#1
I'm very interested in Indian Raga and want to know how to get started (I'm great at Hammer-On and Pull-offs and I think I can do microtonal bends). I know Natabhairavi Raga is the same as the Natural Minor/Aeolian scale but how do I get it to sound so unique? What techniques will help me? Do you guys have any tips. I only play guitar and Bass.

I've posted a similar thread on an Indian Guitar forum but haven't gotten any responses. I've also found a few patterns used in Indian Raga music. I kinda hear the key as being around Em (in the video below) but I'm sure there's an embellishment at the second degree and another one (possibly 5th).

This video is my reference.
https://www.youtube.com/watch?v=Fhiv-Fju_Sk
Sorry for posting another thread but at least this isn't another exotic scale thread (it's more along the lines of improv tips). Also I'm really intrigued by the sound in that video. I also want to improve my soloing abilities (any tips for that). What do you guys think of my new quote? ...
"I don't know what you're trying to suggest. There's no shame in taking what you need to hold your position!"

Super Buu (DBZ) on assimilation (it could also apply to blues guitar and guitar soloing in general).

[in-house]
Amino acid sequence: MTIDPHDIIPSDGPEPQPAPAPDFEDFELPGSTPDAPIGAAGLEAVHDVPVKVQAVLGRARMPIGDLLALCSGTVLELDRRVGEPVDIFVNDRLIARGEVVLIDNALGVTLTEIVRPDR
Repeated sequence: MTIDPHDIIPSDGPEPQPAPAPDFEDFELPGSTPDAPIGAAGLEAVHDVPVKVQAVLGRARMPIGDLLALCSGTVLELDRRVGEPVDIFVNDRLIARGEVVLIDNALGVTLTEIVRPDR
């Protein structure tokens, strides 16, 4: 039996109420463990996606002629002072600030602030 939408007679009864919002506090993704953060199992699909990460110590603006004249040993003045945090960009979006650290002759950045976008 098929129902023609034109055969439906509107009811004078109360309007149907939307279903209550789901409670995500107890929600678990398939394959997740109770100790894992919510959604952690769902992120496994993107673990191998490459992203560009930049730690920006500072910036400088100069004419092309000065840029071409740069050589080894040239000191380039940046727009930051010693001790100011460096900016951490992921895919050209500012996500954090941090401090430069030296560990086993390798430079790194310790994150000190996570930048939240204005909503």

#4
I checked out Derek Trucks and actually found a video where he discusses eastern slide technique. Thanks for the suggestion.
https://www.youtube.com/watch?v=Zwaau9mMQ-M

Does anyone have more tips?
"I don't know what you're trying to suggest. There's no shame in taking what you need to hold your position!"

Super Buu (DBZ) on assimilation (it could also apply to blues guitar and guitar soloing in general).
#5
A lot of the sound is in the tone. That is, tone of the instrument and the tone of your playing. Make your slides jerky and your bends slow, but keep them accurate, deliberate and smooth, if you get me? Try picking closer to your bridge, also. It produces a lot of trebly harmonics that produce the 'twang' sound.
Last edited by Joeseye at Dec 18, 2014,
#7
It's in the instrumentation and techniques (especially the slides).

Also, notice how the song lacks harmony. There are no chords. Or it could be seen as a long Am chord.

This just proves that the scale you use isn't everything. So people shouldn't only pay attention to the scale the song uses. That doesn't even tell that much about how it will sound like.
Quote by AlanHB
Just remember that there are no boring scales, just boring players.

Gear

Bach Stradivarius 37G
Charvel So Cal
Fender Dimension Bass
Hartke HyDrive 210c
Ibanez BL70
Laney VC30
Tokai TB48
Yamaha FG720S-12
Yamaha P115
#8
In North Indian classical music the line is the most important (inflection and ornamentation [if you can call it that, I don't know]). By mentioning keys, you are already missing the point. It's highly offensive to Indian musicans when you are asking these really obtuse questions without even trying to percieve their music from their perspective.
If you want to learn how to improvise like them, start finding videos and copying them as closely as you can. This included all the microtonal inflections and bends, because that is what makes it unique.
Note: I'm by no means an expert because this is just stuff I've picked up from talking to people who actually know the craft.
Last edited by GoldenGuitar at Dec 21, 2014,
#9